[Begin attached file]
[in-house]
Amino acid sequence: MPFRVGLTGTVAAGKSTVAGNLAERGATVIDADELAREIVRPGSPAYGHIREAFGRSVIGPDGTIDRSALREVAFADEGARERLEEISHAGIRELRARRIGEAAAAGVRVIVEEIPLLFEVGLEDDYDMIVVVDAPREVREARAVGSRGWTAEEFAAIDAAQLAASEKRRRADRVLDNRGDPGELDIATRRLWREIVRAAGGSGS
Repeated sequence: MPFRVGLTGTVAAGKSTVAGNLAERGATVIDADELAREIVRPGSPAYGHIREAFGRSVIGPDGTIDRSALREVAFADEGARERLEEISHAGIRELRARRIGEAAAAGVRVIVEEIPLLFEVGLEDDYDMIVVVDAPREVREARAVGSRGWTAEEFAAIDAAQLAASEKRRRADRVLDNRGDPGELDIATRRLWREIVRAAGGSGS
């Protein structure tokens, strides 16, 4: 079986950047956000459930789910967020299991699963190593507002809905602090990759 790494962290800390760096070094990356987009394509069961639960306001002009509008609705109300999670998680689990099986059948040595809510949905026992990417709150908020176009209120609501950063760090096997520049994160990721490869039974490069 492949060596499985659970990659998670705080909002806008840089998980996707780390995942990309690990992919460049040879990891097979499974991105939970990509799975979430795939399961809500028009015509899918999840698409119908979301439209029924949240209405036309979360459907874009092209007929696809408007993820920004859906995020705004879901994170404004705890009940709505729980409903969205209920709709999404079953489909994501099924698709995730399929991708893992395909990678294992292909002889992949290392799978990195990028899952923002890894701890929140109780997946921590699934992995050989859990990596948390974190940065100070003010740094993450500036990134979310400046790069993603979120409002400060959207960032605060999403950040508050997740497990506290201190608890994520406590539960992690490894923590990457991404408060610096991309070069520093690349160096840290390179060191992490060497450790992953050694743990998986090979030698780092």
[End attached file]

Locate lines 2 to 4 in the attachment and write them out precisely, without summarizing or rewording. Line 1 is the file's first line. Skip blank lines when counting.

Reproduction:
Amino acid sequence: MPFRVGLTGTVAAGKSTVAGNLAERGATVIDADELAREIVRPGSPAYGHIREAFGRSVIGPDGTIDRSALREVAFADEGARERLEEISHAGIRELRARRIGEAAAAGVRVIVEEIPLLFEVGLEDDYDMIVVVDAPREVREARAVGSRGWTAEEFAAIDAAQLAASEKRRRADRVLDNRGDPGELDIATRRLWREIVRAAGGSGS
Repeated sequence: MPFRVGLTGTVAAGKSTVAGNLAERGATVIDADELAREIVRPGSPAYGHIREAFGRSVIGPDGTIDRSALREVAFADEGARERLEEISHAGIRELRARRIGEAAAAGVRVIVEEIPLLFEVGLEDDYDMIVVVDAPREVREARAVGSRGWTAEEFAAIDAAQLAASEKRRRADRVLDNRGDPGELDIATRRLWREIVRAAGGSGS
């Protein structure tokens, strides 16, 4: 079986950047956000459930789910967020299991699963190593507002809905602090990759 790494962290800390760096070094990356987009394509069961639960306001002009509008609705109300999670998680689990099986059948040595809510949905026992990417709150908020176009209120609501950063760090096997520049994160990721490869039974490069 492949060596499985659970990659998670705080909002806008840089998980996707780390995942990309690990992919460049040879990891097979499974991105939970990509799975979430795939399961809500028009015509899918999840698409119908979301439209029924949240209405036309979360459907874009092209007929696809408007993820920004859906995020705004879901994170404004705890009940709505729980409903969205209920709709999404079953489909994501099924698709995730399929991708893992395909990678294992292909002889992949290392799978990195990028899952923002890894701890929140109780997946921590699934992995050989859990990596948390974190940065100070003010740094993450500036990134979310400046790069993603979120409002400060959207960032605060999403950040508050997740497990506290201190608890994520406590539960992690490894923590990457991404408060610096991309070069520093690349160096840290390179060191992490060497450790992953050694743990998986090979030698780092």